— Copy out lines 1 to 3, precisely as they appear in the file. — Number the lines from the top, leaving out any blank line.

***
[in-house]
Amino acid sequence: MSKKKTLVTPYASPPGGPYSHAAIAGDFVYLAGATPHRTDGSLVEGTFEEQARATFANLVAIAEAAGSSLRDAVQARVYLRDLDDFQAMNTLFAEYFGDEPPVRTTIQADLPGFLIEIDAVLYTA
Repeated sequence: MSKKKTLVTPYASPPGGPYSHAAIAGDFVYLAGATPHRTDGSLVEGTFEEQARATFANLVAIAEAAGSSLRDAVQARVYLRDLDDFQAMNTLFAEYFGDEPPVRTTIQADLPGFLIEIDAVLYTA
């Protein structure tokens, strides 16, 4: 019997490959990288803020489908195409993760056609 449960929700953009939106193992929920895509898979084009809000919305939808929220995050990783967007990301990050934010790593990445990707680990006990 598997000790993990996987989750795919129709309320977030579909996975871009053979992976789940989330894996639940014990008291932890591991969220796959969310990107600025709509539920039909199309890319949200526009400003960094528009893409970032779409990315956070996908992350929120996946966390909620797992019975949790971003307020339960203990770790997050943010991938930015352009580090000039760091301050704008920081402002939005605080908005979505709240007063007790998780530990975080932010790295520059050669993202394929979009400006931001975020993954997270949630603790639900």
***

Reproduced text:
[in-house]
Amino acid sequence: MSKKKTLVTPYASPPGGPYSHAAIAGDFVYLAGATPHRTDGSLVEGTFEEQARATFANLVAIAEAAGSSLRDAVQARVYLRDLDDFQAMNTLFAEYFGDEPPVRTTIQADLPGFLIEIDAVLYTA
Repeated sequence: MSKKKTLVTPYASPPGGPYSHAAIAGDFVYLAGATPHRTDGSLVEGTFEEQARATFANLVAIAEAAGSSLRDAVQARVYLRDLDDFQAMNTLFAEYFGDEPPVRTTIQADLPGFLIEIDAVLYTA